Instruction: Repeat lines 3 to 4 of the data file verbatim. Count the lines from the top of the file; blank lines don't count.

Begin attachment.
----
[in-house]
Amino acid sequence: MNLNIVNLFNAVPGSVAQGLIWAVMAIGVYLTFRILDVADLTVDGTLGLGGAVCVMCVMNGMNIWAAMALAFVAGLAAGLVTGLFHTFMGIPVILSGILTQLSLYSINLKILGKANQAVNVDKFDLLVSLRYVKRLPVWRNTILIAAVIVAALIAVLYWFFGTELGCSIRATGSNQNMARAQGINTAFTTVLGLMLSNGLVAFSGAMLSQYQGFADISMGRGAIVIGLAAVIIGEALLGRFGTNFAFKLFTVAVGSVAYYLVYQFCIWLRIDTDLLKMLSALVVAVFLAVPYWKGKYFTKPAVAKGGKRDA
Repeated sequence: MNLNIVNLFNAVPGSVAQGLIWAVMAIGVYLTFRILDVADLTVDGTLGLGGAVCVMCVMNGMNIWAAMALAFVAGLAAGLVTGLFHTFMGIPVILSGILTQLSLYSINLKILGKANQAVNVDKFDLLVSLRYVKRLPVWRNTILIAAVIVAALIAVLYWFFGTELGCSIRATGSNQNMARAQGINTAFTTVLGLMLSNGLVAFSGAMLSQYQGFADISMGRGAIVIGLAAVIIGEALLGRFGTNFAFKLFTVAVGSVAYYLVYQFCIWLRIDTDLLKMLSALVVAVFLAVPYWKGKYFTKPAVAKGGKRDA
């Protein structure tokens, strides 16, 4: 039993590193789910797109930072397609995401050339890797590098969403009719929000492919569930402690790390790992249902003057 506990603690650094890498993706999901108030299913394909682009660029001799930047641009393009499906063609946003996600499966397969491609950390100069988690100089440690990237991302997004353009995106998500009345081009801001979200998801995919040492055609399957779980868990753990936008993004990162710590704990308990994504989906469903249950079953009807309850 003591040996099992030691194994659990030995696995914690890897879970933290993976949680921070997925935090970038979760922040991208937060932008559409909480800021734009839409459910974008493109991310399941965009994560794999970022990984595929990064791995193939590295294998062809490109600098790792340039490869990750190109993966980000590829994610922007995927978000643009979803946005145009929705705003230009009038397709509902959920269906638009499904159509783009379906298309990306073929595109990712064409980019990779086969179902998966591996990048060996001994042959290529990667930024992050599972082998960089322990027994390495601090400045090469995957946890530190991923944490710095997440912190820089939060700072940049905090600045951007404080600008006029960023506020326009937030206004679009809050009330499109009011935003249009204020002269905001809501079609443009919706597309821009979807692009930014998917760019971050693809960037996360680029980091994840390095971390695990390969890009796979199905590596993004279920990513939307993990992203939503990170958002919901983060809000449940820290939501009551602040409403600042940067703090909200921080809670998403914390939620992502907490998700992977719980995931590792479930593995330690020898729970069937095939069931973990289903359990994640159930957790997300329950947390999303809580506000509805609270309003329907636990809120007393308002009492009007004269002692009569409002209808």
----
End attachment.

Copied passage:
Repeated sequence: MNLNIVNLFNAVPGSVAQGLIWAVMAIGVYLTFRILDVADLTVDGTLGLGGAVCVMCVMNGMNIWAAMALAFVAGLAAGLVTGLFHTFMGIPVILSGILTQLSLYSINLKILGKANQAVNVDKFDLLVSLRYVKRLPVWRNTILIAAVIVAALIAVLYWFFGTELGCSIRATGSNQNMARAQGINTAFTTVLGLMLSNGLVAFSGAMLSQYQGFADISMGRGAIVIGLAAVIIGEALLGRFGTNFAFKLFTVAVGSVAYYLVYQFCIWLRIDTDLLKMLSALVVAVFLAVPYWKGKYFTKPAVAKGGKRDA
């Protein structure tokens, strides 16, 4: 039993590193789910797109930072397609995401050339890797590098969403009719929000492919569930402690790390790992249902003057 506990603690650094890498993706999901108030299913394909682009660029001799930047641009393009499906063609946003996600499966397969491609950390100069988690100089440690990237991302997004353009995106998500009345081009801001979200998801995919040492055609399957779980868990753990936008993004990162710590704990308990994504989906469903249950079953009807309850 003591040996099992030691194994659990030995696995914690890897879970933290993976949680921070997925935090970038979760922040991208937060932008559409909480800021734009839409459910974008493109991310399941965009994560794999970022990984595929990064791995193939590295294998062809490109600098790792340039490869990750190109993966980000590829994610922007995927978000643009979803946005145009929705705003230009009038397709509902959920269906638009499904159509783009379906298309990306073929595109990712064409980019990779086969179902998966591996990048060996001994042959290529990667930024992050599972082998960089322990027994390495601090400045090469995957946890530190991923944490710095997440912190820089939060700072940049905090600045951007404080600008006029960023506020326009937030206004679009809050009330499109009011935003249009204020002269905001809501079609443009919706597309821009979807692009930014998917760019971050693809960037996360680029980091994840390095971390695990390969890009796979199905590596993004279920990513939307993990992203939503990170958002919901983060809000449940820290939501009551602040409403600042940067703090909200921080809670998403914390939620992502907490998700992977719980995931590792479930593995330690020898729970069937095939069931973990289903359990994640159930957790997300329950947390999303809580506000509805609270309003329907636990809120007393308002009492009007004269002692009569409002209808």